In an eventful and historic plenary, the University Senate passed a resolution to recognize Indigenous Peoples’ Day to be celebrated on the second Monday of October every year, while later issuing a special election for the chair of the Executive Committee—nullifying a previous appointment for the first time in Senate history—on Friday afternoon.
The meeting also saw a unanimous decision to extend the tenure clocks of tenure-track faculty who are new parents, allowing faculty with multiple newborn children to extend their leave of absence on parental leave.
The vote to recognize IPD follows a series of student-led movements to pass the initiative, in addition to years of student activism. Last week, Columbia’s Native American Council organized a day-long tabling event in an effort to rally students to pen statements advocating for official recognition to the University Senate. Student leaders in NAC appeared as guest speakers at the Senate meeting, testifying on the importance of recognizing the continued resilience and presence of indigenous people.
“It's a day of recognition of indigenous presence and solidarity. It is a day for indigenous people across the continent to celebrate their continuous existence and their indigeneity,” political chair of NAC Kellian Staggers, CC ’22, said. She added that Indigenous Peoples’ Day is currently officially recognized by more than 100 cities, states, and universities. Columbia’s recognition of Indigenous People’s Day follows that of four of its Ivy League peers, including Harvard and Princeton.
Community chair of NAC, Abigail Hickman, CC ‘21, noted the importance of the University's recognition of IPD in sending a message to indigenous students across the nation.
“We really are wanting this resolution to be a resolution of support for indigenous students specifically, indigenous excellence, and a way for the University to recognize the work that we do, so that the indigenous students in the future can come here and recognize Columbia University as a strong university with strong support or the indigenous student body,” Hickman said.
During the discussion of the resolution, Law School professor Andrzej Rapaczynski proposed an amendment to concurrently recognize Columbus Day with the recognition of Indigenous Peoples’ Day in “appreciation of the deep ethnic and cultural diversity underlying the history of the United States.”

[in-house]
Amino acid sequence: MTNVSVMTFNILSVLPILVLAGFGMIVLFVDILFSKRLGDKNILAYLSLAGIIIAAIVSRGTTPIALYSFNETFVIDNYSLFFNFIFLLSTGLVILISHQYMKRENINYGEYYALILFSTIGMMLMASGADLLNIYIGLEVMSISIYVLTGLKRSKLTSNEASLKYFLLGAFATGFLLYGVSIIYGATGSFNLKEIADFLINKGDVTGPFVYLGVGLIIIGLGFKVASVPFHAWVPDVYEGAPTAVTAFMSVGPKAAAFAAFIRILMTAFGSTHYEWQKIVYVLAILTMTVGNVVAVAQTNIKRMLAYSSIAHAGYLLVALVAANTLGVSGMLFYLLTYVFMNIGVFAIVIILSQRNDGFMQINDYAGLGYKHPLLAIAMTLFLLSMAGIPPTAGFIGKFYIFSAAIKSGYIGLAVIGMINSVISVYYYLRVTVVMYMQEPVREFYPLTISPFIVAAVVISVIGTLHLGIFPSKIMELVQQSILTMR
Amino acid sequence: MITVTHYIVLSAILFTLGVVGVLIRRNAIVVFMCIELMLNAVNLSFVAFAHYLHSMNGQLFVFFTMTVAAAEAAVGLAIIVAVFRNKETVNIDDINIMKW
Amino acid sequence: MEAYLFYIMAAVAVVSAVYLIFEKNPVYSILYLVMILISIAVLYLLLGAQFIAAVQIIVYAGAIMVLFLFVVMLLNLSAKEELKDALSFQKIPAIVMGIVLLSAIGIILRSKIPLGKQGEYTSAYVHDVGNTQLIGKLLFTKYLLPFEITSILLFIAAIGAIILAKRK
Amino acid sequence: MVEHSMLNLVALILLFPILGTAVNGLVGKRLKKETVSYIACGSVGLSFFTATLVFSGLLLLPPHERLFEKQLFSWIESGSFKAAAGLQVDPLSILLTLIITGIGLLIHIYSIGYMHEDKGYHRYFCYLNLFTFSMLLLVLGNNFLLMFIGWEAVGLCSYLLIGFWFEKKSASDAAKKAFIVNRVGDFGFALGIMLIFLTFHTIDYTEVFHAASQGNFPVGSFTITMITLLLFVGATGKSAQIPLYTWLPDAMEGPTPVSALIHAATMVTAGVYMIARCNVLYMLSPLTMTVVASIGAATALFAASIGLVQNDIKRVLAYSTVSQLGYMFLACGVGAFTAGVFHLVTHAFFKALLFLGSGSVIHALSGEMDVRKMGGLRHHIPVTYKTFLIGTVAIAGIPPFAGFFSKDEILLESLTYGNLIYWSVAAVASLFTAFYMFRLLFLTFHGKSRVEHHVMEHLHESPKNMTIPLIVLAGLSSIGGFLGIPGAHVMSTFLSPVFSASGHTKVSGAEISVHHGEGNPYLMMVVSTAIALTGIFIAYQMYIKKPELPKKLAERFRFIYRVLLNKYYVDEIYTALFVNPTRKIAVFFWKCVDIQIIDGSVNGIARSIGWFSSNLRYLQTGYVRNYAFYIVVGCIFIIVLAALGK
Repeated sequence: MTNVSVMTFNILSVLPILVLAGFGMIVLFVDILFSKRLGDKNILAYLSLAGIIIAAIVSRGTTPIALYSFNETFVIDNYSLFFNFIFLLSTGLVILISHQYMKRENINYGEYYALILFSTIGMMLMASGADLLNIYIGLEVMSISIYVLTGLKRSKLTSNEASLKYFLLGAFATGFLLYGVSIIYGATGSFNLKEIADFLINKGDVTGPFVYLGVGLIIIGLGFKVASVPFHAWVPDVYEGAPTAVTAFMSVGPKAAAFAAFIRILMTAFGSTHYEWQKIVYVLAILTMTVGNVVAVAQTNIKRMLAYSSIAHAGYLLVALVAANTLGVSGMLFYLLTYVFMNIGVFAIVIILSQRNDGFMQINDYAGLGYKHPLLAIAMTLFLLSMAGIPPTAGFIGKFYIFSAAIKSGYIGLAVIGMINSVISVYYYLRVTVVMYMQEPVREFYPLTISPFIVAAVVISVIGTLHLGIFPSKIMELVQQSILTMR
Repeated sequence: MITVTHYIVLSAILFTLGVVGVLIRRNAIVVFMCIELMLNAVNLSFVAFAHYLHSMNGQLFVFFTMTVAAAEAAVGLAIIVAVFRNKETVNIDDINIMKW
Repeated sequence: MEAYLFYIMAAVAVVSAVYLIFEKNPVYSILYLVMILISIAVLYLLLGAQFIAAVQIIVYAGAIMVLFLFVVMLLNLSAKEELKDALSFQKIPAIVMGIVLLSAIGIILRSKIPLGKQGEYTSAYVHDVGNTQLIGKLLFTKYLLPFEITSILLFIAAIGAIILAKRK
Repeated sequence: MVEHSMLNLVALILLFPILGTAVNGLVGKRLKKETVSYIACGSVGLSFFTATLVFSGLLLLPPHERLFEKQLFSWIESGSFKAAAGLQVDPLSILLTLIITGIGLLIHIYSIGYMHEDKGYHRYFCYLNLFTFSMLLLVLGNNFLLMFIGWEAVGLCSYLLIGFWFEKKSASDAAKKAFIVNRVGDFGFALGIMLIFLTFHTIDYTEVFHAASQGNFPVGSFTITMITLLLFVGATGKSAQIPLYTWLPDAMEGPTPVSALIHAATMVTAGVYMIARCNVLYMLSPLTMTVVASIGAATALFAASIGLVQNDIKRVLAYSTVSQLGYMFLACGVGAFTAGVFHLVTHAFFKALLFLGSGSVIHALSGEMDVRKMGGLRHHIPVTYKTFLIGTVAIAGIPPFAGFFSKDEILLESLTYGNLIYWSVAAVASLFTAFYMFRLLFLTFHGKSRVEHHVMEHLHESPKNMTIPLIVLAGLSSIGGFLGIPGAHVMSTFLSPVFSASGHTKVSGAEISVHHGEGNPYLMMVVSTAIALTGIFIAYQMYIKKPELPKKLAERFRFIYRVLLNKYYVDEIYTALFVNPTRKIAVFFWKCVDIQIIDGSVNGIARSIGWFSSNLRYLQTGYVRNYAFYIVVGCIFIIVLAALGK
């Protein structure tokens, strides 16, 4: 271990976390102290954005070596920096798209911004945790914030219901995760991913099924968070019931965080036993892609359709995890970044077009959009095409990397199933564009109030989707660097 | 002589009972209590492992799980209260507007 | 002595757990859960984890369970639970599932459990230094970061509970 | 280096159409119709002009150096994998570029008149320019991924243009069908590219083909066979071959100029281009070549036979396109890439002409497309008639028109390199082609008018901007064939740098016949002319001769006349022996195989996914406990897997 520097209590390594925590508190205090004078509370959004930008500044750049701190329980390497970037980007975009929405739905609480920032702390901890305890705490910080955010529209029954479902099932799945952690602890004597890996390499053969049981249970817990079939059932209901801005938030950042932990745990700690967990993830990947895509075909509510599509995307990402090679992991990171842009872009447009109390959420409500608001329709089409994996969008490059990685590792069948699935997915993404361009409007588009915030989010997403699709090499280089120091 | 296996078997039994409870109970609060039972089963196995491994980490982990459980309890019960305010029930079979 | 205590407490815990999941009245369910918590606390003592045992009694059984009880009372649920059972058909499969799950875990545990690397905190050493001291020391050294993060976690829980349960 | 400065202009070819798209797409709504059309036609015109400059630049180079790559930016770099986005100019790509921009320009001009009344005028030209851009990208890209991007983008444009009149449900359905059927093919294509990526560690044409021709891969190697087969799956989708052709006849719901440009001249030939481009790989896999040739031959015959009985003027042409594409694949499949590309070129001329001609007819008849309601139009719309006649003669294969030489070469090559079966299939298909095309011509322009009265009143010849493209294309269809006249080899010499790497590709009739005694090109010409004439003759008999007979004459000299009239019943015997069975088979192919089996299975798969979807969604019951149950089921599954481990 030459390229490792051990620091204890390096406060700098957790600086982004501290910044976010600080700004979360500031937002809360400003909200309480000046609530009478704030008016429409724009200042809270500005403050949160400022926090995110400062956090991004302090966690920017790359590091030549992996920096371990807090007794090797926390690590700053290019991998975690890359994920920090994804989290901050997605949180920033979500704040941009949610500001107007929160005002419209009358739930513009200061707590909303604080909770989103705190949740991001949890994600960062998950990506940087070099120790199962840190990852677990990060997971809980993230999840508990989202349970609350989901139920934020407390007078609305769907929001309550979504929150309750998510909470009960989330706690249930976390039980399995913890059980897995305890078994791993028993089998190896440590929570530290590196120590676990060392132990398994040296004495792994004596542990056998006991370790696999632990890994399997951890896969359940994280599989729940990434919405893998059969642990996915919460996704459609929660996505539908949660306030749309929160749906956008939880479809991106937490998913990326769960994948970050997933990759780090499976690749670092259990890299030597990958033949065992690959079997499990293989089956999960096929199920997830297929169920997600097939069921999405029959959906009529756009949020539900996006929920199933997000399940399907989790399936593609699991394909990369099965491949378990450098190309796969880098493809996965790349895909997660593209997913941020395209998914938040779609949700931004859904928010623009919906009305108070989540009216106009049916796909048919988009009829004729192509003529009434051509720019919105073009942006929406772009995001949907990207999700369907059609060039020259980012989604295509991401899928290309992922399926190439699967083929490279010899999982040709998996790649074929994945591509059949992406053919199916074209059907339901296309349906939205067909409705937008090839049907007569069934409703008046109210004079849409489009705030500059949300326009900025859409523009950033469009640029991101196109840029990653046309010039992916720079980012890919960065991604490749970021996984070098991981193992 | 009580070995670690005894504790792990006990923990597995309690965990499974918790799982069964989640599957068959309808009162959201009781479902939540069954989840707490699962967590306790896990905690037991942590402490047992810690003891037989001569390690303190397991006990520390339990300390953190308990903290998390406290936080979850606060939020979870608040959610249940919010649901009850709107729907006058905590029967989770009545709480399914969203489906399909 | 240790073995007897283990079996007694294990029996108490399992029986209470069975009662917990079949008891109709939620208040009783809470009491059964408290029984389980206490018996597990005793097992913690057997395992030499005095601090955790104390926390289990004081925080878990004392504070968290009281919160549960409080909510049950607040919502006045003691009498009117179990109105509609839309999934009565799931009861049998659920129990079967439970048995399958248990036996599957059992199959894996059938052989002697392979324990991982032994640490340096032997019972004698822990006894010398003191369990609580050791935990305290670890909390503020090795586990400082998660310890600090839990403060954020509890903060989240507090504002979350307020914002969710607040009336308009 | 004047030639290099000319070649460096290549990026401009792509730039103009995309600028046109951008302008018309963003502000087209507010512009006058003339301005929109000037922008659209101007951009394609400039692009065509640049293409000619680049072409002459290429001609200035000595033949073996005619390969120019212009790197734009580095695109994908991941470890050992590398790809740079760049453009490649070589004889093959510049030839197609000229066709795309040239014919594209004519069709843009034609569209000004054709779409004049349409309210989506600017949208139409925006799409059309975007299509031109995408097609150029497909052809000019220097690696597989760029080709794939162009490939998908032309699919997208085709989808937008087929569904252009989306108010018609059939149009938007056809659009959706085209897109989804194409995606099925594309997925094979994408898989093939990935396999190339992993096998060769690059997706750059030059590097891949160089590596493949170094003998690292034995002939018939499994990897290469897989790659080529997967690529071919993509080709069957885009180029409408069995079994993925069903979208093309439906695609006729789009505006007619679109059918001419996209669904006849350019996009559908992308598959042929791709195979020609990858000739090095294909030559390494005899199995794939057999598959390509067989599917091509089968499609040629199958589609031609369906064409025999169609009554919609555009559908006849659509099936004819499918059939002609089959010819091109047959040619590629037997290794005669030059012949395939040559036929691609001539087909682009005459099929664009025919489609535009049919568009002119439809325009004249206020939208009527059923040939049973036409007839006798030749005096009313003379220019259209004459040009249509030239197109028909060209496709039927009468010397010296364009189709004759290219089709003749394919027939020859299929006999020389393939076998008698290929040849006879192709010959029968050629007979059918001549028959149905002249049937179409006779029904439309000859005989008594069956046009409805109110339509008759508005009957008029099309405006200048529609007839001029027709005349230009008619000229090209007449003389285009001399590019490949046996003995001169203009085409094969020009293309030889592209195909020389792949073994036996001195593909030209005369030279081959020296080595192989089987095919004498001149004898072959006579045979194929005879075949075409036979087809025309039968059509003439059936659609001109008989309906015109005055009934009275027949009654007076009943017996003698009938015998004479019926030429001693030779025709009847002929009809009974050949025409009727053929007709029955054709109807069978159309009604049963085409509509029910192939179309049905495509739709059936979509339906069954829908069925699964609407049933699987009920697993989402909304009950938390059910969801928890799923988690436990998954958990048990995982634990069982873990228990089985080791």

In response, various presenters and Senators spoke on their opposition, citing Columbus’s legacy as a violent and hostile figure to many communities, on campus and beyond.
Heven Haile, CC ‘21, noted the intrinsically counterintuitive nature of recognizing both Indigenous Peoples’ Day as well as Columbus day.
“There is no way to recognize the history of indigenous people without the presence of the violence committed upon them by Christopher Columbus, so I find it deeply disturbing that they have to compromise even further from the initial statement that they made,” she said.
Haile’s statement received audible support form the rest of the Senate body.
“I must say that as a member of the Senate, I would be very much opposed to any resolution passed by the Senate that has any kind of celebration of the Christopher Columbus day. That should never be the case, it's not something to be celebrated,” added Neslihan Senocak, a professor in the History department.
Ultimately, the resolution was passed with 68 in favor and six abstentions. Rapaczynski’s amendment was not included.
At the meeting, the Election Commission also announced their decision to nullify the results of the recent vote for chair of the executive committee, now occupied by Jeanine D’Armiento, Columbia University Medical Center professor and a long-serving member of the committee, which sets the agenda for each plenary meeting and works closely to communicate Senate matters to Columbia’s board of trustees.
The Elections Commission reported that the election of the chair of the executive committee violated a section of the By-Laws mandating that the chairperson of the committee be nominated and elected by tenured faculty across the entire senate. Instead, the last election for the executive committee chair only included senators from the Tenured Faculty Caucus, minutes show.